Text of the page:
appear well qualified for the trust, as the progress and itin proficiency of the pupils in their various branches, preeminently prove and entitle them to the highest applause.
Wew-York High School. The New-York High School duite a recent institution, similar to the high school of Dhurgh; being designed for the education of gentle
s sons, who pay for their tuition. It is formed upon Coche
hese monitorial plan, under a president, vice president, shen
and twenty-four trustees ; these again, are under a socieesk, and and
ly of the first gentlemen in the city, who have the su. on their
preme control. In this school, the classics, as well as
the rudiments of education are taught. Lectures on le cach s it is
chemistry, history, and natural philosophy, are deliv"king king
ered. The pupil is fitted for college in this school, or dren dren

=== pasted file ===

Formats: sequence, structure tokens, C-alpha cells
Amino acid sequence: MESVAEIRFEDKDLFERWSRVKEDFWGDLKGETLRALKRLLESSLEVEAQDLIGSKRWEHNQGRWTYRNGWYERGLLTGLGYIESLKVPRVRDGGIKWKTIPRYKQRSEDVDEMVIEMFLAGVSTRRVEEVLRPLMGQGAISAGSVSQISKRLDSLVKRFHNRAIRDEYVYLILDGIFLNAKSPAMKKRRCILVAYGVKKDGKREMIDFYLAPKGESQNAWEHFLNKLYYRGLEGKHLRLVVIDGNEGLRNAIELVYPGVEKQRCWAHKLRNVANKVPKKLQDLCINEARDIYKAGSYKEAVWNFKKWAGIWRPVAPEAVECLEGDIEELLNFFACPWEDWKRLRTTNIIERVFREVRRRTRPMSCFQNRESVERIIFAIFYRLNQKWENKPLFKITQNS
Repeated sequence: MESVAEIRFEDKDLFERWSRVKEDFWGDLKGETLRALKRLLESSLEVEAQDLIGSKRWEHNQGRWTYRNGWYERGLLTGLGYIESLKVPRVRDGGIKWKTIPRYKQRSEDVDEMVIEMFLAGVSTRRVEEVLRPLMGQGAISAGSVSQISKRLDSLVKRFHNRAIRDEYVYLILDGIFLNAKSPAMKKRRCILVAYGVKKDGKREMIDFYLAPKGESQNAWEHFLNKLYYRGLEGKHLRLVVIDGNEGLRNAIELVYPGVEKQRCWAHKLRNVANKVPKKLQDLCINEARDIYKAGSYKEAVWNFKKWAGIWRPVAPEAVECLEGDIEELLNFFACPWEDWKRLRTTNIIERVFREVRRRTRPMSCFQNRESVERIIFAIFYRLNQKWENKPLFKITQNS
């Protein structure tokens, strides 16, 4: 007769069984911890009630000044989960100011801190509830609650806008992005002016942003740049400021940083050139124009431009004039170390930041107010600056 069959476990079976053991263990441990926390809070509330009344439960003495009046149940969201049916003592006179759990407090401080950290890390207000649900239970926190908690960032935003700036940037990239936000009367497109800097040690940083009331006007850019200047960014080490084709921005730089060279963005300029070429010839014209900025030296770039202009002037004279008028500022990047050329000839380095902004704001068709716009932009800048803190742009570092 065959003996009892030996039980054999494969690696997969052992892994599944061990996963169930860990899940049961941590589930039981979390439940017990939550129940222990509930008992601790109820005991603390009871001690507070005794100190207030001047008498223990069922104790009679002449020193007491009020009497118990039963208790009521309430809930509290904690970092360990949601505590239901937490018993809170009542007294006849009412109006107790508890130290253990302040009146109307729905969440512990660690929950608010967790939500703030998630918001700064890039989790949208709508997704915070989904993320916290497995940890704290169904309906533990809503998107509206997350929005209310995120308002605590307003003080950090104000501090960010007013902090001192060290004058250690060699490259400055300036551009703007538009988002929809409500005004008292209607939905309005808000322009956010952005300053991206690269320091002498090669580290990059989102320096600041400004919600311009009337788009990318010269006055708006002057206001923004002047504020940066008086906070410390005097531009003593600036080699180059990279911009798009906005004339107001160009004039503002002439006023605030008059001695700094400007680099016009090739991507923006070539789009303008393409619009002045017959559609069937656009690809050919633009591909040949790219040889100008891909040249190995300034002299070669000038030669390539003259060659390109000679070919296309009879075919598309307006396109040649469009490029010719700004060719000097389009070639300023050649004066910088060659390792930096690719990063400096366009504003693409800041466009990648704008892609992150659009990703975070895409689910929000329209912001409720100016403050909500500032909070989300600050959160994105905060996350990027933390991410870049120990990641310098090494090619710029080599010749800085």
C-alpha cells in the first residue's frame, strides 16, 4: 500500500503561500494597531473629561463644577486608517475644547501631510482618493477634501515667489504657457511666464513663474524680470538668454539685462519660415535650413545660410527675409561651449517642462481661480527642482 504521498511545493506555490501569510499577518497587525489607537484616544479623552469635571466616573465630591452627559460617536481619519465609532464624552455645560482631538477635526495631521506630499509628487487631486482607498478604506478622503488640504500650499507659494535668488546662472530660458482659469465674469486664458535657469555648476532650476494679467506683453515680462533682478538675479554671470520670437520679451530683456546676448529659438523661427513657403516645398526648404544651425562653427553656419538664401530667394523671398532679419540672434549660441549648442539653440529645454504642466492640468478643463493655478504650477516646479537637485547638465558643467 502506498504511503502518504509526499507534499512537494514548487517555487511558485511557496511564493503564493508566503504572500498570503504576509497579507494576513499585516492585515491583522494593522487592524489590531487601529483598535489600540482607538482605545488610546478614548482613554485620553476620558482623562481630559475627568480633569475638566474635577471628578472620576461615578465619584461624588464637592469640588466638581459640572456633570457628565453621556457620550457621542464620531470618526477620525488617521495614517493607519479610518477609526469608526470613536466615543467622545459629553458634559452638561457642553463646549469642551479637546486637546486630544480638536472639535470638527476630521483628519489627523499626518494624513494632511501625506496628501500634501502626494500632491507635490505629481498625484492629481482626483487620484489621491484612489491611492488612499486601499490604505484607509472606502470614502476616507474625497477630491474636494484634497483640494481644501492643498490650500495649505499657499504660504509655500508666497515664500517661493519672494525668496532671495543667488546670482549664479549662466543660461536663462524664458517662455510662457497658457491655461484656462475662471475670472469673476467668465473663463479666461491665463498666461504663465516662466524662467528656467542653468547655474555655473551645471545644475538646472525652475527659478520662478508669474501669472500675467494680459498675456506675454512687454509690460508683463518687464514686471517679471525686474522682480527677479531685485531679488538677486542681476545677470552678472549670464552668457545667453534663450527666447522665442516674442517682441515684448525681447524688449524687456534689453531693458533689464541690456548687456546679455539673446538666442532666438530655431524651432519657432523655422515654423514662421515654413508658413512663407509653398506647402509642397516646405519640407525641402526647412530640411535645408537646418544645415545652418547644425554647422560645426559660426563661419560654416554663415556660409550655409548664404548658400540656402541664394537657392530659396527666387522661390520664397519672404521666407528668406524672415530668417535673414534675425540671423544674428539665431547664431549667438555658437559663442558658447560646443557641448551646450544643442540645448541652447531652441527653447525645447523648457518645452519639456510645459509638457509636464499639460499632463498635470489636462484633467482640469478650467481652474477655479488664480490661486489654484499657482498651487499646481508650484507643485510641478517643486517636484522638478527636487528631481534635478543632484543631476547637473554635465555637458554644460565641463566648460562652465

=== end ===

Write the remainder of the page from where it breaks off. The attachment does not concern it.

may complete his education here, at the option of the 10 I r, in
parent. The High School is divided into three classes phy,
in distinct departments, viz : Introductory, Junior, and tiedle
Senior classes. The first pay $3, the second $5, and the third $7 per session. The capital stock for supporting
the school is $30,000. Six hundred and fifty pupils m ctsio ichil.
were present when I visited the school; four hundred Arned
of these were very small, called the introductory class, all in one room ; the handsomest children, as to beauty
and stature, I ever beheld. Indeed, all the children of Minished
those schools are the very picture of health. To return, with
corporal punishment is strictly forbidden except in exduring its a
Another rule is, that "the exercise of each lib.
department commences with reading a chapter in the Bible ; but no catechism, or instruction in the tenets of
any religious denomination shall be introduced, or used ibors
in the school.” This rule is rigidly enforced.
The Fire Department. The Fire Company is at once, lo bols.
the most respectable and useful society in the city ; but I can only afford a brief remark on this establishment.
The Fire Department is " a Body Corporate and Polall . die Hall,